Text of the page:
GEN-X’s on work: Work/Life balance

Ummm… I just want a Life

Now here come the Millennials and once again, they will be redefining the work environment (but probably not until over 50% of them are over 30 in the 2020’s, replacing GenXers in management positions). In the meantime, what are their priorities on work and what is best way to motivate them?

First, recognize that family and friends always come first for Millennials. Their parents are BFF and their friends are their lifeline to… life—companionship, entertainment, activities, romance, etc. This does not mean that work is unimportant, but it does mean you have to understand their priorities.

Second, meaningful work is a meaningful life. Millennials want to do work that has an impact on the world around them. Can you connect the dots between their work and how it improves the lives of others? Barney & Barney, a successful insurance broker in California, has a thriving Foundation that contributes to the communities they serve. This really attracts the Millennials and they will put in the extra hours if they know it has meaning.

Lastly, and this is my GenX voice talking, define the goals you want them to achieve, and don’t meddle in the means to get there. Be clear about the goals, check in frequently on their progress (be positive and constructive) and give them the tools they need, but don’t make them stick around on a Friday if they can manage to finish the work on Thursday.

Millennials on work: Work-life Integration

Don’t stress out you Boomers… there’s always Monday… or in this case, Tuesday.

[youtube=http://www.youtube.com/watch?v=ZclddLcOYYA]

http://www.youtube.com/watch?v=ZclddLcOYYA

It's the Long Weekend: Set Your Millennials Free!

You will thank me for this advice. It’s Friday of Memorial Day weekend, the official start of the summer.  All those projects that are piling up? They will just have to wait.

Just because you, as a Boomer, or an early wave Xer like me, grew up in a “Work Is Life” culture, does not mean Millennials feel the same way about work.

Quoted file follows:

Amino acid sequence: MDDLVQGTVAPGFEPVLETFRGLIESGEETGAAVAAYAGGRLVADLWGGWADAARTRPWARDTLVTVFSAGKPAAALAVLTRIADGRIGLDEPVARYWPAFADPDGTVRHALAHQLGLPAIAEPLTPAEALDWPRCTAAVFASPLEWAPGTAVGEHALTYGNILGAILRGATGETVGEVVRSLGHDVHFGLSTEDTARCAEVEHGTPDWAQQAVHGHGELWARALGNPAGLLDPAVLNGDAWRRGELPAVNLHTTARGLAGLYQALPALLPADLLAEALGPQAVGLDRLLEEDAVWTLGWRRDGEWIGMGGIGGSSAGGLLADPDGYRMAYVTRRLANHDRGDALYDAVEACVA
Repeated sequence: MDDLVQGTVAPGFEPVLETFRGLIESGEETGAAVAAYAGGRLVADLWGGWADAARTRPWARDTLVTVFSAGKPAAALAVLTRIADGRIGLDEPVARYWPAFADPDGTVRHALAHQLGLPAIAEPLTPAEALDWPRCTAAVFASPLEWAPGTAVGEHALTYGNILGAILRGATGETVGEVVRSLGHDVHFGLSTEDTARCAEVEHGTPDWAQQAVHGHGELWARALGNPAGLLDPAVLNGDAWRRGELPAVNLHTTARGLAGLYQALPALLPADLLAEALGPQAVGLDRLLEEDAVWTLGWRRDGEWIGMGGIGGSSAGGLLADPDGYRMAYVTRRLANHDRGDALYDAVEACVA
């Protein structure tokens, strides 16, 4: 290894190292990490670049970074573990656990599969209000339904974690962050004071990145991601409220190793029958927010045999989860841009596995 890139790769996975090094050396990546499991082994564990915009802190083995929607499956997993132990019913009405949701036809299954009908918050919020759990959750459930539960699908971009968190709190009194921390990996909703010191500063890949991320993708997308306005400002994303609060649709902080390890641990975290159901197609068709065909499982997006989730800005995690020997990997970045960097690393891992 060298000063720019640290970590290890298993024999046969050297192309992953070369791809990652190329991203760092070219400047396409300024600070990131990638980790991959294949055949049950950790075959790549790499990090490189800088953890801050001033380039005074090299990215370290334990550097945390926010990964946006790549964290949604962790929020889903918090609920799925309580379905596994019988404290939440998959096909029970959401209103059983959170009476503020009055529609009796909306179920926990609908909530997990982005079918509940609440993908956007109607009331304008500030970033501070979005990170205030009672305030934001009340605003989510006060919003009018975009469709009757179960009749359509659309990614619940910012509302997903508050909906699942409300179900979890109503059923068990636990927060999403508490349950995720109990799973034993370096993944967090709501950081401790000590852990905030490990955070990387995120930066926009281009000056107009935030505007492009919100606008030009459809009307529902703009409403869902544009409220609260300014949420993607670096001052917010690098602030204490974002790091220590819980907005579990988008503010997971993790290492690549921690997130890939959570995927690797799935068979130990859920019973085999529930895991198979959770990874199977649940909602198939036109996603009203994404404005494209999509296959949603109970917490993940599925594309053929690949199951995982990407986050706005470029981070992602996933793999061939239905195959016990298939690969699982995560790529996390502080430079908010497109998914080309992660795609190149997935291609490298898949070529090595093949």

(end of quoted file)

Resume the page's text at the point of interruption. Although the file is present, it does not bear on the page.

All Work, No Play?

In the 1980’s, Boomers changed the definition of work. Work used to be punching time cards from 9 to 5 in factory-like precision. Remember when the work whistle went off for Fred Flintstone—Yaba Daba Do! But in the Boomer world of work, it was in early, out late. Once they were through their rebellious adolescence, Boomer adult took work seriously, some would say too seriously. They shattered the 9 to 5 paradigm and put meaning to the term ‘workaholic’.

BOOMERS on work: Work-Centric

The Ends Trump the Means

In the 1990’s Generation X redefined the work environment once again with a pay for performance mentality. For a GenXer, it didn’t matter how long you worked, it mattered that the job got done. These techno-literates used their creativity and adaptability to find new way to solve problems. And still find time for work/life balance. GenX Google founders Larry Page and Sergi Brim personified this ethic and built their $50 billion tech juggernaut.

GEN-X’s on work: Work/Life balance

Ummm… I just want a Life

Now here come the Millennials and once again, they will be redefining the work environment (but probably not until over 50% of them are over 30 in the 2020’s, replacing GenXers in management positions). In the meantime, what are their priorities on work and what is best way to motivate them?

First, recognize that family and friends always come first for Millennials. Their parents are BFF and their friends are their lifeline to… life—companionship, entertainment, activities, romance, etc. This does not mean that work is unimportant, but it does mean you have to understand their priorities.

Second, meaningful work is a meaningful life. Millennials want to do work that has an impact on the world around them. Can you connect the dots between their work and how it improves the lives of others? Barney & Barney, a successful insurance broker in California, has a thriving Foundation that contributes to the communities they serve. This really attracts the Millennials and they will put in the extra hours if they know it has meaning.

Lastly, and this is my GenX voice talking, define the goals you want them to achieve, and don’t meddle in the means to get there. Be clear about the goals, check in frequently on their progress (be positive and constructive) and give them the tools they need, but don’t make them stick around on a Friday if they can manage to finish the work on Thursday.

Millennials on work: Work-life Integration

Don’t stress out you Boomers… there’s always Monday… or in this case, Tuesday.

[youtube=http://www.youtube.com/watch?v=ZclddLcOYYA]

http://www.youtube.com/watch?v=ZclddLcOYYA